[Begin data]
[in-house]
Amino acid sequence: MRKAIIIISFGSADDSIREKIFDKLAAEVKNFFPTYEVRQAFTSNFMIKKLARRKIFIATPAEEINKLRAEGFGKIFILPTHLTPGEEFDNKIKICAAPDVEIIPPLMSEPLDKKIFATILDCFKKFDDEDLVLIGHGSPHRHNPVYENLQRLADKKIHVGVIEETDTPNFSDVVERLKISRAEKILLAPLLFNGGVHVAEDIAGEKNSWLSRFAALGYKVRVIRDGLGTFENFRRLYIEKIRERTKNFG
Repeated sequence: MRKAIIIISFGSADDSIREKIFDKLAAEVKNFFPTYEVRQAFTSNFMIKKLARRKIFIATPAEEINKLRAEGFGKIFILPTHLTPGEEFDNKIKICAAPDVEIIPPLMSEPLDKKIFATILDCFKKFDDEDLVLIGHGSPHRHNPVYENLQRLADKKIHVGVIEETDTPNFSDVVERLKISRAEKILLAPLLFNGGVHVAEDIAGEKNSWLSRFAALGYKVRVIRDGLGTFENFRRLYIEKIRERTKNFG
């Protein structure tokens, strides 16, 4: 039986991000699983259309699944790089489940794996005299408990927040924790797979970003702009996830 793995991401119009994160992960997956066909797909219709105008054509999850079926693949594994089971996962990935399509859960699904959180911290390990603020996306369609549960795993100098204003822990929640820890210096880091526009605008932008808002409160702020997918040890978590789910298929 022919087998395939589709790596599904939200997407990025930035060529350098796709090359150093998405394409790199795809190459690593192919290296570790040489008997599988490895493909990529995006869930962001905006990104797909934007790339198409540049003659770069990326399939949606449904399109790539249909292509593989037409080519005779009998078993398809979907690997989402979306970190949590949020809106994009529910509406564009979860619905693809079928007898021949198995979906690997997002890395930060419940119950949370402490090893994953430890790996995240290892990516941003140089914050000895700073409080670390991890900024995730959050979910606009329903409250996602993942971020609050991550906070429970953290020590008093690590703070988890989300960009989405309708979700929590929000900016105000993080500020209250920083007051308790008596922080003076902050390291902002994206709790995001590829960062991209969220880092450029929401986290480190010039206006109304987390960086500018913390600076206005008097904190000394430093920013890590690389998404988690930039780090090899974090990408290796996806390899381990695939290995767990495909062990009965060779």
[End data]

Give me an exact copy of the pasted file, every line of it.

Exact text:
[in-house]
Amino acid sequence: MRKAIIIISFGSADDSIREKIFDKLAAEVKNFFPTYEVRQAFTSNFMIKKLARRKIFIATPAEEINKLRAEGFGKIFILPTHLTPGEEFDNKIKICAAPDVEIIPPLMSEPLDKKIFATILDCFKKFDDEDLVLIGHGSPHRHNPVYENLQRLADKKIHVGVIEETDTPNFSDVVERLKISRAEKILLAPLLFNGGVHVAEDIAGEKNSWLSRFAALGYKVRVIRDGLGTFENFRRLYIEKIRERTKNFG
Repeated sequence: MRKAIIIISFGSADDSIREKIFDKLAAEVKNFFPTYEVRQAFTSNFMIKKLARRKIFIATPAEEINKLRAEGFGKIFILPTHLTPGEEFDNKIKICAAPDVEIIPPLMSEPLDKKIFATILDCFKKFDDEDLVLIGHGSPHRHNPVYENLQRLADKKIHVGVIEETDTPNFSDVVERLKISRAEKILLAPLLFNGGVHVAEDIAGEKNSWLSRFAALGYKVRVIRDGLGTFENFRRLYIEKIRERTKNFG
């Protein structure tokens, strides 16, 4: 039986991000699983259309699944790089489940794996005299408990927040924790797979970003702009996830 793995991401119009994160992960997956066909797909219709105008054509999850079926693949594994089971996962990935399509859960699904959180911290390990603020996306369609549960795993100098204003822990929640820890210096880091526009605008932008808002409160702020997918040890978590789910298929 022919087998395939589709790596599904939200997407990025930035060529350098796709090359150093998405394409790199795809190459690593192919290296570790040489008997599988490895493909990529995006869930962001905006990104797909934007790339198409540049003659770069990326399939949606449904399109790539249909292509593989037409080519005779009998078993398809979907690997989402979306970190949590949020809106994009529910509406564009979860619905693809079928007898021949198995979906690997997002890395930060419940119950949370402490090893994953430890790996995240290892990516941003140089914050000895700073409080670390991890900024995730959050979910606009329903409250996602993942971020609050991550906070429970953290020590008093690590703070988890989300960009989405309708979700929590929000900016105000993080500020209250920083007051308790008596922080003076902050390291902002994206709790995001590829960062991209969220880092450029929401986290480190010039206006109304987390960086500018913390600076206005008097904190000394430093920013890590690389998404988690930039780090090899974090990408290796996806390899381990695939290995767990495909062990009965060779």